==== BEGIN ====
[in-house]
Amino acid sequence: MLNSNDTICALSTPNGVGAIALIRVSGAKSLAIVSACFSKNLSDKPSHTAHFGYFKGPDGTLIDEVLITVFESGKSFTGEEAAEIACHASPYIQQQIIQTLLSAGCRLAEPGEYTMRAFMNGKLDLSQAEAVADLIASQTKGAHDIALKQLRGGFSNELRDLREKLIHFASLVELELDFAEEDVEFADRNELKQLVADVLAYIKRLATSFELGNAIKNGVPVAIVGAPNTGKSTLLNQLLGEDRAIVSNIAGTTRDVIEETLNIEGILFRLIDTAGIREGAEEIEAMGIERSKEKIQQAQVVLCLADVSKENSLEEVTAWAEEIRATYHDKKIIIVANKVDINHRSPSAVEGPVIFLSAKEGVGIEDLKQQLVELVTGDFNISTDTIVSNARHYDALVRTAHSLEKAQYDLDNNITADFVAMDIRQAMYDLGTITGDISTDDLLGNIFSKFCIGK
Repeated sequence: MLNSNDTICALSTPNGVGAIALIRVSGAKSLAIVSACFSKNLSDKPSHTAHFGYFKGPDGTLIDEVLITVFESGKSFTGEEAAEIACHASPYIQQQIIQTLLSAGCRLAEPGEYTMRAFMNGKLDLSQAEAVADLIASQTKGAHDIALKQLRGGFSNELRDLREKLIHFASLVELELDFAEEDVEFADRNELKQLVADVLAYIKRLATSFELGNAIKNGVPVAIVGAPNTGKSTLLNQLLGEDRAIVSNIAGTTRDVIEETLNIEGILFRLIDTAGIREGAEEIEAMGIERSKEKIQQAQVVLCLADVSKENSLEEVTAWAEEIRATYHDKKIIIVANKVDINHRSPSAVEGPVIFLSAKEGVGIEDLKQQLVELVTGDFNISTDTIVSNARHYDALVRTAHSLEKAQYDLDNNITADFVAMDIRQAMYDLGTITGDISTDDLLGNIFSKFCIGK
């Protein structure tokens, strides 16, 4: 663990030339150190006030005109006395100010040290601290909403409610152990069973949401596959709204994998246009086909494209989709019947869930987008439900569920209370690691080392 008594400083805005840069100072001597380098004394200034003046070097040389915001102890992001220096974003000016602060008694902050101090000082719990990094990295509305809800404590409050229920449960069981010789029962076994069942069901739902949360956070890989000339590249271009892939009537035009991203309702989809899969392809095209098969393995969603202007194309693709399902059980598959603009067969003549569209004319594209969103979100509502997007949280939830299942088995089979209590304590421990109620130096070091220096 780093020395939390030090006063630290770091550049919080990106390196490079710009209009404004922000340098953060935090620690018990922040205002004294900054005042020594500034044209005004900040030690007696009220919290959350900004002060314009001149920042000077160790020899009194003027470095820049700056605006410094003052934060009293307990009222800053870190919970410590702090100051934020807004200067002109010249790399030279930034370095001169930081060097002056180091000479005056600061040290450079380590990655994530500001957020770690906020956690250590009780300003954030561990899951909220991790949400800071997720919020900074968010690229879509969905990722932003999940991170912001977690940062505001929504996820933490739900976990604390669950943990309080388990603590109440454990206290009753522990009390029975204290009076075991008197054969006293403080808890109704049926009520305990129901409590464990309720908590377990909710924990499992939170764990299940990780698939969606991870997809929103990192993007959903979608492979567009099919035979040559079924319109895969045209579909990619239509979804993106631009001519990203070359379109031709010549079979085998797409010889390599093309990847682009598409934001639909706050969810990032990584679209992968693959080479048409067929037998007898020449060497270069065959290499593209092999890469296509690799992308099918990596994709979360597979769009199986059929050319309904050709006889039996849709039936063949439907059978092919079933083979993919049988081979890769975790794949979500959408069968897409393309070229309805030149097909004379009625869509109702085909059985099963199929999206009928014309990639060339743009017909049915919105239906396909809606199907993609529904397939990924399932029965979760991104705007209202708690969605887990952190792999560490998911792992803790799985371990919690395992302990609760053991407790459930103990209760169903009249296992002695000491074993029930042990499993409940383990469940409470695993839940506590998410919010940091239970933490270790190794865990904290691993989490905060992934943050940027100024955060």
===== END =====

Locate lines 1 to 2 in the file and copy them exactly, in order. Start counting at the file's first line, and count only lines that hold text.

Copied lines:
[in-house]
Amino acid sequence: MLNSNDTICALSTPNGVGAIALIRVSGAKSLAIVSACFSKNLSDKPSHTAHFGYFKGPDGTLIDEVLITVFESGKSFTGEEAAEIACHASPYIQQQIIQTLLSAGCRLAEPGEYTMRAFMNGKLDLSQAEAVADLIASQTKGAHDIALKQLRGGFSNELRDLREKLIHFASLVELELDFAEEDVEFADRNELKQLVADVLAYIKRLATSFELGNAIKNGVPVAIVGAPNTGKSTLLNQLLGEDRAIVSNIAGTTRDVIEETLNIEGILFRLIDTAGIREGAEEIEAMGIERSKEKIQQAQVVLCLADVSKENSLEEVTAWAEEIRATYHDKKIIIVANKVDINHRSPSAVEGPVIFLSAKEGVGIEDLKQQLVELVTGDFNISTDTIVSNARHYDALVRTAHSLEKAQYDLDNNITADFVAMDIRQAMYDLGTITGDISTDDLLGNIFSKFCIGK